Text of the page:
Gerry Giacomán Colyer
CEO & Co-Founder
Expert Contributor

3 Lessons From the Investment Boom in Latin America

By Gerry Giacomán | Mon, 08/29/2022 - 10:00

Over the past few years, Latin America has become one of the most attractive regions for investment as all of the right ingredients have come together: a deep talent pool of technology and business professionals looking to startups as the ideal destination for their careers, experienced entrepreneurs with big visions, and - after many decades of underinvestment - venture capitalists across all stages of a company’s lifecycles. It’s a shocking statistic: from 2017 to 2021 venture capital investment grew 18 times over. In 2021, the region received a previously-unimaginable $15.7 billion in VC investment, mainly focused in Brazil and Mexico.

However, as has happened around the world, this year the region has faced a cool-down in investment. During the first quarter of this year there were 35% fewer dollars invested than in the previous quarter. The reasons for this are complex, but they include the rise of interest rates (increasing the cost of capital and decreasing the value of anticipated growth), a rise in inflation and supply chain disruptions, war, and a general sense of uncertainty.

With capital flowing less freely and investors becoming more discerning, many companies have had to make adjustments in their financial and operative plans, including cutting down wasteful spending and restructuring the team. While these can be challenging times for all startups and entrepreneurs, for the best companies it can be an opportunity for those who boldly set their sails to the changing winds.

Financial Discipline

The current situation is a fair reminder that for all of its aspirational content and visions for changing the world, the venture capital world is eminently capitalistic - and rightfully so. The big outcomes are not created by those who just have a big dream or good intentions, but rather by those who can marry that vision with a financial plan and discipline to turn it into a large and self-sustaining enterprise that can create compounding value.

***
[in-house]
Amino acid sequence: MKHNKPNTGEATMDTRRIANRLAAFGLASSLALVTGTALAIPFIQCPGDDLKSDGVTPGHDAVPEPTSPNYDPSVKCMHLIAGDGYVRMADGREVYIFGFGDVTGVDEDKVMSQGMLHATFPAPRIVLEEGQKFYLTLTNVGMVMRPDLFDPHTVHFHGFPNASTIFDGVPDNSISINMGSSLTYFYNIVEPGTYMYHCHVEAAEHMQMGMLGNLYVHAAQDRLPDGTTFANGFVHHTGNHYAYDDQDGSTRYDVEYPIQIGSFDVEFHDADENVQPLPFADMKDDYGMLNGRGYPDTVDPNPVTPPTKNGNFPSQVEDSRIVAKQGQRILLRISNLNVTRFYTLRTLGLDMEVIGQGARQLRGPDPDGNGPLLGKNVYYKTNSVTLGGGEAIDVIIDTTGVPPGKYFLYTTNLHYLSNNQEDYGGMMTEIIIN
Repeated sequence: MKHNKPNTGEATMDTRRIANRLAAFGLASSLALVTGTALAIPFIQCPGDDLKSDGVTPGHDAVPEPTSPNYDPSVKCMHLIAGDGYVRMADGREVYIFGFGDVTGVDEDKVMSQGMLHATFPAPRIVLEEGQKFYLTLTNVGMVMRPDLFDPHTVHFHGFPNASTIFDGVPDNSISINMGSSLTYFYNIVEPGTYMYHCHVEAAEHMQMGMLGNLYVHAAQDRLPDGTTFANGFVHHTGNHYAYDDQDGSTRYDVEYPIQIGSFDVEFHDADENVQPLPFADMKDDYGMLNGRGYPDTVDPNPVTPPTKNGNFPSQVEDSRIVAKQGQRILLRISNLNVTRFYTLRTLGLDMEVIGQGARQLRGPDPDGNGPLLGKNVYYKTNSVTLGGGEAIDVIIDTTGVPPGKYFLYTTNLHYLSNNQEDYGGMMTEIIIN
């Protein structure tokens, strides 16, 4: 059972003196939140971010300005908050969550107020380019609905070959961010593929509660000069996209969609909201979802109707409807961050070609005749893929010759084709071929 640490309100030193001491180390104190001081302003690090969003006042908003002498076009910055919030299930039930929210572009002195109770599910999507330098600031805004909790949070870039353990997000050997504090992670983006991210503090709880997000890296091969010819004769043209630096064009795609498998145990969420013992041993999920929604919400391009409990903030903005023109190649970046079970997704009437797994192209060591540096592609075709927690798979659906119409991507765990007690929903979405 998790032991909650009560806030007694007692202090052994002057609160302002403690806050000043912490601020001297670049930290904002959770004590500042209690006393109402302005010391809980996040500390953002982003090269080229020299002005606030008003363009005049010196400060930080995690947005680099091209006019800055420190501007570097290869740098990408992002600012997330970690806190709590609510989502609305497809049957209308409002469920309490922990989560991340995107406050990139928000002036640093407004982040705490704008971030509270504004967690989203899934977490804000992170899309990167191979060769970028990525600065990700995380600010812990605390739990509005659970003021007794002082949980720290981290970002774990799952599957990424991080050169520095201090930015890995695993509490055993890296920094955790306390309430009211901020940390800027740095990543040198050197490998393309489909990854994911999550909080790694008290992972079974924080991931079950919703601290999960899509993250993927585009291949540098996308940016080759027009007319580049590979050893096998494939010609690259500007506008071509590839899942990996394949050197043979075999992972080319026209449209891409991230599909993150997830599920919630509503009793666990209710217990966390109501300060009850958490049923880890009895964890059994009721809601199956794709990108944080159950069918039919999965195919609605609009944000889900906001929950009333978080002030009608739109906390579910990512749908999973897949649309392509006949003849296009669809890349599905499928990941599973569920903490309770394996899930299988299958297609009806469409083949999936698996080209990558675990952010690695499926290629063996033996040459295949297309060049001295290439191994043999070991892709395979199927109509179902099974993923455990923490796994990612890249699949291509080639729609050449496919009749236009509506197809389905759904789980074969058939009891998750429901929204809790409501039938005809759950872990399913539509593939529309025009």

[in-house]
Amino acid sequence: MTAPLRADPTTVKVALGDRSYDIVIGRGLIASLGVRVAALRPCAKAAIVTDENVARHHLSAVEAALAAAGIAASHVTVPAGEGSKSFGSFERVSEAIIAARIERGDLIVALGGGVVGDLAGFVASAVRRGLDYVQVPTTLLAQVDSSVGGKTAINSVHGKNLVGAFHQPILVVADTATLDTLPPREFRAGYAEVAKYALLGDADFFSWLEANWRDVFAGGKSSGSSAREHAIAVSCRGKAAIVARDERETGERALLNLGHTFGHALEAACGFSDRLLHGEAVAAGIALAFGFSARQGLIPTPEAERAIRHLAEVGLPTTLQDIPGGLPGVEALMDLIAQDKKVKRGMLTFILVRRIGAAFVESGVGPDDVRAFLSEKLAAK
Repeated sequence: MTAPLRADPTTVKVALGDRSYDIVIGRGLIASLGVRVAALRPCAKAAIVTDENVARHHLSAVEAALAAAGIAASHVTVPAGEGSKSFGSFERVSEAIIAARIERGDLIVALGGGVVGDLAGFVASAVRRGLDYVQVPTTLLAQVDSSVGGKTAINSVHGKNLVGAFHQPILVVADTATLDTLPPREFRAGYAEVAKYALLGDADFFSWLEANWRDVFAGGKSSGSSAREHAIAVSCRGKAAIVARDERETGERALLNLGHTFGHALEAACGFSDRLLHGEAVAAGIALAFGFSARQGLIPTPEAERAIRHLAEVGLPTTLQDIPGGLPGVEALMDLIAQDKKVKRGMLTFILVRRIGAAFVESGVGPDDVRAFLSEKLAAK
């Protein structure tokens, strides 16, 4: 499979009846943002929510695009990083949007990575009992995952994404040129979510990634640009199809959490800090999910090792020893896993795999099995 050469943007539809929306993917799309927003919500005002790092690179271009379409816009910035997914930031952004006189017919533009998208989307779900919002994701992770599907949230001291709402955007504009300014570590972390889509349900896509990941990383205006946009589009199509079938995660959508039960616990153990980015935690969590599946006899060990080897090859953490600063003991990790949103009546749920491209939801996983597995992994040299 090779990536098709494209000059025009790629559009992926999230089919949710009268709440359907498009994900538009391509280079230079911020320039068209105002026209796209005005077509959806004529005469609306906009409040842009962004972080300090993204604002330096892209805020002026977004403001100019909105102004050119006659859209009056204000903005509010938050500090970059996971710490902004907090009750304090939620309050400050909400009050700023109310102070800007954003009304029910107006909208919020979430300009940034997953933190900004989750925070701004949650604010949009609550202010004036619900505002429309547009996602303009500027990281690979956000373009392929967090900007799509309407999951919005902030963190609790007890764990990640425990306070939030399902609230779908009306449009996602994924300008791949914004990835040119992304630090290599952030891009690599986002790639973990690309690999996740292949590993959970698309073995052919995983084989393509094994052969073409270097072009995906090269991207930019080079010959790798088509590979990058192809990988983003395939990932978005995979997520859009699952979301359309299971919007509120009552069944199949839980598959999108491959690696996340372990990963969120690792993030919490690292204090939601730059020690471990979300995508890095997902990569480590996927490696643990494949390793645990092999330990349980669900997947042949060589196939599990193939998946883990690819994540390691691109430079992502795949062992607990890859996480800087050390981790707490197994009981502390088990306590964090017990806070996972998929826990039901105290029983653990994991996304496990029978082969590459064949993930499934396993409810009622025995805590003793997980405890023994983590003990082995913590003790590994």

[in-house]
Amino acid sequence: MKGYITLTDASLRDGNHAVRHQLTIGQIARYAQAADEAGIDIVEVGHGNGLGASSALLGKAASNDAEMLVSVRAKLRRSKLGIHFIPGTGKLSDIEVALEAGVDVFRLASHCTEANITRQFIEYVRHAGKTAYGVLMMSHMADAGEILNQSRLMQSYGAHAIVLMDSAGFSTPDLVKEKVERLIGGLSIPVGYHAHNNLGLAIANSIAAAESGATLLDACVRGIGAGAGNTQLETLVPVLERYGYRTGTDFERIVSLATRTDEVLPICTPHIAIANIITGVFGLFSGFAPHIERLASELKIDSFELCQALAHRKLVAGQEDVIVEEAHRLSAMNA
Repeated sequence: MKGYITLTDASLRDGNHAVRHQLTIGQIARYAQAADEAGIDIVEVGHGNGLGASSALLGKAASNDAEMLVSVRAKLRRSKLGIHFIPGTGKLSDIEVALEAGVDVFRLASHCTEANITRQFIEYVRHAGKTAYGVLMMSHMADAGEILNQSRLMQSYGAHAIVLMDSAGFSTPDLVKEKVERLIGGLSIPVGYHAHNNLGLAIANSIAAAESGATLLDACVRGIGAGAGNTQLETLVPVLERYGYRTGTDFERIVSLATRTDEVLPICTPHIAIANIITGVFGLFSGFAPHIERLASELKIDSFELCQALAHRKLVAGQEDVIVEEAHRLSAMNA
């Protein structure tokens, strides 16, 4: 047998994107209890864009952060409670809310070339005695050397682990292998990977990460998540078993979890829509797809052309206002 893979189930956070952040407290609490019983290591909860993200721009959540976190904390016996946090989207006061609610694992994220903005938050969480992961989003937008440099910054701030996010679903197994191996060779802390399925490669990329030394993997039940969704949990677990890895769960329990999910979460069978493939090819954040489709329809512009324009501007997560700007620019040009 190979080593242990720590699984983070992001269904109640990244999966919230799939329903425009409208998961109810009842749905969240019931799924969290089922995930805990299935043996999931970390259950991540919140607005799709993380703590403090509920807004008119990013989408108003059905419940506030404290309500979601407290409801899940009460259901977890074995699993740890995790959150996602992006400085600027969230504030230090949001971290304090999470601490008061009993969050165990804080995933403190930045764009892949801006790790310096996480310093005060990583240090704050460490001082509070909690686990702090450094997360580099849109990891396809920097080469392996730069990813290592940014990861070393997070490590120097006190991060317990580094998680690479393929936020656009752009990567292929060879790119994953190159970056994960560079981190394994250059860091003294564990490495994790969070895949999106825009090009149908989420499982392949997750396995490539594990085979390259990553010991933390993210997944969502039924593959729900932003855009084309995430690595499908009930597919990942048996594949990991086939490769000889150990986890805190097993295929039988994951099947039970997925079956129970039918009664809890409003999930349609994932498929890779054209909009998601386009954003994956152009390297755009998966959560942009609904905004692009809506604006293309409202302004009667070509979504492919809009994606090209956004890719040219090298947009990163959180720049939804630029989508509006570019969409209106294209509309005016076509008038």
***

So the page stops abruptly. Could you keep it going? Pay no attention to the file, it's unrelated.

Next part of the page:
This is a time to question your company’s uses of capital and how they help get the company to that self-sustaining future. For example, instead of investing in an initiative that will have long-term benefits, focus instead on improving current products and processes in ways that can drive immediate results. Rather than recruiting many new team members who will take time to ramp up, consider investing in training and developing your current team. If you’re spending on marketing, look at your CAC Paybacks and how you’re bringing down the cost of each channel down to under 12 months.


To become a self-sustaining enterprise, every company needs to attain profitability. Startups have the opportunity to not be constrained to their own revenue, and instead get an injection of capital to go through an investment period during which they can focus on creating rather than charging. It’s like a slingshot effect that allows for these leaps into the future to happen. But pull a slingshot too far back and it breaks.

In the current market, it’s become more important to show that the slingshot is not pulled too far back and that you can be profitable (and if you already are and are growing at multiples Y/Y, congratulations - a new mythical creature will be named in your honor!). Venture capitalists want to fund these slingshots, but they also want to know that the shots are solid. You can do that by demonstrating progress to profitability, simplified in order of increasing validity:

Unit economics: show, at least at a theoretical level first, how for every unit of whatever you create you can actually have a workable margin.

Gross profit: show through your actual operations how the revenue that you bring in is greater than the direct costs associated with bringing in that revenue.

Net profit: show that you can generate enough gross profit to cover all the fixed or overhead costs.

Do this, and you’re well on your way!

There’s Capital Seeking Investments

The past two years have been record-setting not only for startups and entrepreneurs, but also for venture capitalists. Last year venture and growth funds in the US raised over $120 billion dollars, and it’s estimated that they’re currently still sitting on over $200 billion dollars of capital to deploy. Kaszek and monashees - the two leading VCs in Latin America, have each raised record-sized funds recently. It’s clear that there’s still plenty of capital - arguably more than ever before - seeking the right opportunities to invest. But with more pressure being felt by investors themselves, ther bar has gotten higher. Ultimately, this is healthy for the entire ecosystem, and if we make the most of the moment we’ll soon be ready to reach new heights.